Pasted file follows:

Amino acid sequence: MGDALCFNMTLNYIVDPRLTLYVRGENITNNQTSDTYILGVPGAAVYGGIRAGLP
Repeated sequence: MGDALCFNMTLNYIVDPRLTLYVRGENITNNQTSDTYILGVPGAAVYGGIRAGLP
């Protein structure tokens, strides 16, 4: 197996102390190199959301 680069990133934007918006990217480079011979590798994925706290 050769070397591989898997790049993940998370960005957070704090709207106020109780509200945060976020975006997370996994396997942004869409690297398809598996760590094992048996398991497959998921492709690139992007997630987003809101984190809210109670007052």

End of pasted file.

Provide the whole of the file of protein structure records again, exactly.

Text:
Amino acid sequence: MGDALCFNMTLNYIVDPRLTLYVRGENITNNQTSDTYILGVPGAAVYGGIRAGLP
Repeated sequence: MGDALCFNMTLNYIVDPRLTLYVRGENITNNQTSDTYILGVPGAAVYGGIRAGLP
């Protein structure tokens, strides 16, 4: 197996102390190199959301 680069990133934007918006990217480079011979590798994925706290 050769070397591989898997790049993940998370960005957070704090709207106020109780509200945060976020975006997370996994396997942004869409690297398809598996760590094992048996398991497959998921492709690139992007997630987003809101984190809210109670007052």